When asked about her parents, Lindsay told Allure Magazine in 2007, “I feel like a second parent in the sense that I helped raise my family … I was put between my mother and father a lot. Well, I would put myself between them to try and keep the peace, and I felt good doing that.” It’s fairly evident that the struggles between Lindsay and her folks were quite a strain. She took the issue into artistic measures when she directed a music video for her own single “Daughter to Father (Confessions of a Broken Heart)”, which showed Lindsay and her real-life younger sister Ali in a broken down home, and actors portraying their arguing parents.

The effects of poor parenting can leave negative issues in many ways. One of the effects is selfesteem and body issues. This summer, Ali herself made a news splash when it was discovered that the young model had undergone major cosmetic surgery on her face. Though mother Dina denies the claims, a simple before and after comparison shows an almost entirely new face. With American laws stating that individuals under 18 are unable to sign off for themselves, this means that one of Ali's parents would have given the treatments the go ahead. Surely, this issue is nothing in comparison to sister Lindsay’s troublesome streak, but for such a young person to go through with this surgery, one has to question why her parents would be signing off on the documents instead of reassuring her that she’s beautiful the way she is.

The Lohans are not alone in their troubles, however. Hollywood has seen several similar cases before them. Looking to other Hollywood starlets who faced disastrous times in their famous youth can give breadth and hope to the Lohan sisters. Now a 36-year-old producer and star, Drew Barrymore may be the portrait of health and success in today’s celebrity world, but in the earliest times of her young career, Barrymore faced troubles that nearly ended her life before she even hit the double digits. Coming from a long line of movie stars, Barrymore became an international sensation at seven years old as the adorable child star of E.T. By nine, Drew was already a fixture at New York hot spot Studio 54, and in rehab only a few years later. As chronicled in her teen memoir Little Girl Lost, Drew was an alcoholic at age 11, and into heavy drugs such as cocaine by age 13.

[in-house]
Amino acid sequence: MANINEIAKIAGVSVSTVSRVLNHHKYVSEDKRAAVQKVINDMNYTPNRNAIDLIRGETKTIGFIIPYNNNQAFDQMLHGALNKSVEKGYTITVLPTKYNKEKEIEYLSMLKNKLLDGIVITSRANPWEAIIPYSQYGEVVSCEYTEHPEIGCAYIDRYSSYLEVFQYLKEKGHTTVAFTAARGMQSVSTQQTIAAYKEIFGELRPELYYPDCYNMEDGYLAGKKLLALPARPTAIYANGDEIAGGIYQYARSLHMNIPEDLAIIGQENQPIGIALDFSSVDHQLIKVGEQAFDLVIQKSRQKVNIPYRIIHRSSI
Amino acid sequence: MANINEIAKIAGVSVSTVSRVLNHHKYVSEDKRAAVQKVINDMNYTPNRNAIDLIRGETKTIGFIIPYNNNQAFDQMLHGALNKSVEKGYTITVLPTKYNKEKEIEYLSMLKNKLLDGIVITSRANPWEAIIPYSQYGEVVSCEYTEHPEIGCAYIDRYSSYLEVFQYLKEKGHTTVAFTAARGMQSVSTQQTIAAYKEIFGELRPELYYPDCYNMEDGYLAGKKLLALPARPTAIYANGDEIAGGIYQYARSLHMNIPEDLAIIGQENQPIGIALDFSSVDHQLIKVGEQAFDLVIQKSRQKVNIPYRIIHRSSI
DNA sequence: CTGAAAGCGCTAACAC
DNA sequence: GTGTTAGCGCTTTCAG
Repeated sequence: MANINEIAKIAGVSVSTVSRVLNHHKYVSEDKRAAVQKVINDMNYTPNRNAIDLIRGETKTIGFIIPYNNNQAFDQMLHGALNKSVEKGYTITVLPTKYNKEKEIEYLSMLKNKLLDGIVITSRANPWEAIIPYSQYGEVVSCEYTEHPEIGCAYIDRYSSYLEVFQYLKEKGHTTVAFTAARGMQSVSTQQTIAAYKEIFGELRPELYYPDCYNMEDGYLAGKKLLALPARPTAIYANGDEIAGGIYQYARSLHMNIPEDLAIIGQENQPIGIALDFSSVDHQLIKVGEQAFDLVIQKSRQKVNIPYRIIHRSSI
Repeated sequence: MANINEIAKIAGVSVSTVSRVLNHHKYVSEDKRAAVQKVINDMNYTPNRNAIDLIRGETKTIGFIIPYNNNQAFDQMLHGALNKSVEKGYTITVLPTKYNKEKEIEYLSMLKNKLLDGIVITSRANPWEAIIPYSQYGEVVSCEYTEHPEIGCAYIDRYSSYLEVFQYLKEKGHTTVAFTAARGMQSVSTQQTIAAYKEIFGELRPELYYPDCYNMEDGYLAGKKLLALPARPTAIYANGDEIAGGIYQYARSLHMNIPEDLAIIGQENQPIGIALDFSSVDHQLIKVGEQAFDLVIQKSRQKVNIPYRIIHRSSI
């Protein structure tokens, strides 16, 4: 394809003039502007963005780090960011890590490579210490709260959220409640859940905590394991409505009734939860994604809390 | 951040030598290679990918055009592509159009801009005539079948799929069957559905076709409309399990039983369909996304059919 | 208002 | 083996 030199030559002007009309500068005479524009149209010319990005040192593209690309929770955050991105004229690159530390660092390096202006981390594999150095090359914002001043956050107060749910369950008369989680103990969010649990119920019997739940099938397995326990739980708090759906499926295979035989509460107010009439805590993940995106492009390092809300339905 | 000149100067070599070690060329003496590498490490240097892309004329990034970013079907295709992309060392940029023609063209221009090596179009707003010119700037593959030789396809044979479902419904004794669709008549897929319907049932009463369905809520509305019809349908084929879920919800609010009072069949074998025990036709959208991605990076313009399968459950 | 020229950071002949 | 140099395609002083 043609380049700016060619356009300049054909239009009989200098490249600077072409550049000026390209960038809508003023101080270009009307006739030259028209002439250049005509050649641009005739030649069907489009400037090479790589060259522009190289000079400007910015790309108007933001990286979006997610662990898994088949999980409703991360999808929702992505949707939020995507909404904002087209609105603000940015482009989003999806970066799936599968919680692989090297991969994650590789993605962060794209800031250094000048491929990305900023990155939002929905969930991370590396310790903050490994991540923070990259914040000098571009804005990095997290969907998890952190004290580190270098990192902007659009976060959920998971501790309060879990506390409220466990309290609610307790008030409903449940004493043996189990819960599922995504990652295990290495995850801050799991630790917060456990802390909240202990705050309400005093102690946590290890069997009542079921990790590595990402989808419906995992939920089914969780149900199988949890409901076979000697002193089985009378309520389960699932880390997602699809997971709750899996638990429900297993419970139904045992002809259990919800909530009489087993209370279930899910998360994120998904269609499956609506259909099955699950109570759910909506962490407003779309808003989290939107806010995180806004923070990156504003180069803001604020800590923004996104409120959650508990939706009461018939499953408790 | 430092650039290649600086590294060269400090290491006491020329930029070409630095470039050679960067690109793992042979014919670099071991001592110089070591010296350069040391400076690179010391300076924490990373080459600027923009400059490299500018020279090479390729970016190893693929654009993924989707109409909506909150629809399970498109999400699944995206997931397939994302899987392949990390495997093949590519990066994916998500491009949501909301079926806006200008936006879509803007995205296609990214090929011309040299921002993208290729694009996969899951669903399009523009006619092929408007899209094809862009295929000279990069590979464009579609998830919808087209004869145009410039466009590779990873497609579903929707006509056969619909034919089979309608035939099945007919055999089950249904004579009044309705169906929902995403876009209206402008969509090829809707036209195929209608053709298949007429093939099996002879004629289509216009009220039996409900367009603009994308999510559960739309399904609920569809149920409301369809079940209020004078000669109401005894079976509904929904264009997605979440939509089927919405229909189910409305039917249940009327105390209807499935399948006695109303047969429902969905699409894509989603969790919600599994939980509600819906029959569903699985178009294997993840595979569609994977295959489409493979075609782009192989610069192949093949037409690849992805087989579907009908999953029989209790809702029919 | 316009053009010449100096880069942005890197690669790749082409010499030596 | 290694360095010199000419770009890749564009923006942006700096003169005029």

Barrymore’s problems are easily linked to terrible relationships with both of her parents. “My mother [Jade] and I split ways when I was very young and have never really reconciled,” Barrymore told W Magazine in 2009. The two now have no contact, and Drew legally emancipated herself from Jade at 17, stating that her mother was a negative influence in her childhood. Drew’s father John Barrymore was never in the picture to begin with, leaving Jade before Drew’s birth.

It took Drew years to get on track, with several quickie marriages and decades of rebellion in her past. Drew may be finally on steady ground now, but it took her years to get there. Drew could be an inspiration to the young Lohan girls, who are easily on the fence of which way their careers, and lives, will go.

A parent needs to be supportive of their child. In 2009, when Michael Lohan was asked by People Magazine about Lindsay’s state, he said, “I guess Lindsay is on more drugs than I thought … No wonder why God is taking her entire career away from her.”

Without a strong foundation, it is absolutely no wonder that Lindsay is incapable of getting her life straightened out. Lindsay Lohan may be a public joke, and yes, she is a 24-year-old adult who should be making her own decisions. With such unsteady family foundations, Lindsay suffers from a lack of emotional resources. Each appearance she makes, she is more and more visually deteriorating, and time is of the essence for someone to step in and ensure that she at least lives to see tomorrow.

// JJ Brewis, Columnist
// Illustration by JJ Brewis